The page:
The development of superresolution spectroscopic techniques and characterization of microscale exciton diffusion in organic semiconducting polymers
Massaro, Eric Stephen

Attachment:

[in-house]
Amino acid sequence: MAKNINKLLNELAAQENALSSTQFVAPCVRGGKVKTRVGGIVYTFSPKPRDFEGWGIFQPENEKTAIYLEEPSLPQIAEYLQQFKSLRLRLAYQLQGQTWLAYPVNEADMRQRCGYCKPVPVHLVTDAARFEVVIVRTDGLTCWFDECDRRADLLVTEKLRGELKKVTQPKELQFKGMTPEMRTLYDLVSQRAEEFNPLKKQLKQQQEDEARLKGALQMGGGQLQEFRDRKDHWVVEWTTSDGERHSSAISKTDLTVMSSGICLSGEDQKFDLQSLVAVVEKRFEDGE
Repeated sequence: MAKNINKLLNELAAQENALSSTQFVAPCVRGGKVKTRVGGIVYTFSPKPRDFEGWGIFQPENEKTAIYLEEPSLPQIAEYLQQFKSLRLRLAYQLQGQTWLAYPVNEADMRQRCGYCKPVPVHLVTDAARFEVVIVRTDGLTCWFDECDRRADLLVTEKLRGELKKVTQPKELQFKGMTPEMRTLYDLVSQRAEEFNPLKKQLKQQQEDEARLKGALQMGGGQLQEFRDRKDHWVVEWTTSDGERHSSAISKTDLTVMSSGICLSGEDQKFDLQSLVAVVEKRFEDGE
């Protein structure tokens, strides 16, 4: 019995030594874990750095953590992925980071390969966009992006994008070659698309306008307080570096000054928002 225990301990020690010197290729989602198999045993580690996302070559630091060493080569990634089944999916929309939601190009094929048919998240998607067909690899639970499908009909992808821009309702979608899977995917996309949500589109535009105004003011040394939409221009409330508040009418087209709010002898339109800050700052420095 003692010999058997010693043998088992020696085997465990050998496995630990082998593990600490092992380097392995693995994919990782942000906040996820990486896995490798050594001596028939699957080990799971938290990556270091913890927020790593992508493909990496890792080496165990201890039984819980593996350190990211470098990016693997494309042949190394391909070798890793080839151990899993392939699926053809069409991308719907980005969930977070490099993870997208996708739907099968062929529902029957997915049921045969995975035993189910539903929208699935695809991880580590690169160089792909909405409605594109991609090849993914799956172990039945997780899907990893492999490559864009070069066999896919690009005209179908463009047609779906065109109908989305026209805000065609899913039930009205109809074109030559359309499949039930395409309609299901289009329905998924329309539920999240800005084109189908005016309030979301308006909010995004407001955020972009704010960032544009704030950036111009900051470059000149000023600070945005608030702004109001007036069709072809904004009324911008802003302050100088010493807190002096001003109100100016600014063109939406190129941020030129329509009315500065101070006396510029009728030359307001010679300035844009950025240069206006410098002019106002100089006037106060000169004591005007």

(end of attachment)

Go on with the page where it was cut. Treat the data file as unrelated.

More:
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Disordered semiconducting materials offer cost effective, solution processable alternatives to highly crystalline semiconducting materials for utilization in a variety of optoelectronic devices. However, characterization of these complex materials systems using bulk spectroscopic methods is heavily influenced by chemical and morphological heterogeneity inherent to the material. The experiments described in this thesis are designed to improve the fundamental understanding of the photophysical processes in disordered solution processed semiconducting materials by developing and utilizing high spatial resolution spectroscopic methods. Chapters 2-4 will outline the experimental and theoretical development of two superresolution spectroscopic techniques. First (chapters 2 & 3), structured pump-probe microscopy (SPPM) utilizes a structured excitation profile along with a diffraction limited probe pulse to achieve ~100 nm spatial resolution. Using SPPM it is also possible to collect time resolved spectroscopic data from a sub-diffraction limited volume. Second (chapter 4), label-free saturated structured excitation microscopy (LF-SSEM) is theoretically developed. LF-SSEM is experimentally similar to SPPM but exploits the saturation of the absorption process to achieve even greater resolution enhancement. Here, simulated LF-SSEM is shown to achieve ~33 nm spatial resolution. Chapter 5 demonstrates the utilization of PPM to investigate exciton transport in the organic semiconducting polymer (OSP), poly [N-9''-hepta-decanyl-2,7-carbazole-alt-5,5-(4',7'-di-2-thienyl-2',1',3'-benzothiadiazole)] (PCDTBT). Although OSPs have shown great promise for use in a variety of optoelectronic applications, much remains un-known about their excited state dynamics. The data reported here represents a significant contribution to the rapidly growing wealth of knowledge pertaining to OSP systems. Specifically, the microscale exciton diffusivity observed in PCDTBT thin films using PPM is found to reach 3.2 cm 2/s. Chapter 6 examines a technique in the early stages of development and optimization that is able to detect excited state carrier diffusion with increased sensitivity and accuracy compared to PPM. Differential detection pump-probe microscopy (DDPPM) uses two probe pulses to selectively eliminate the signal of carriers that have not diffused beyond the boundaries of the initial excitation. The experiments described within this dissertation are diverse, yet the common goal is to increase and improve the knowledge of photophysical properties in disordered semi-conducting materials. This goal takes two forms in the development of novel spectroscopic methodology and the characterization of complex materials using PPM. The singular result is the advancement of basic science pertaining to complex semiconducting materials systems.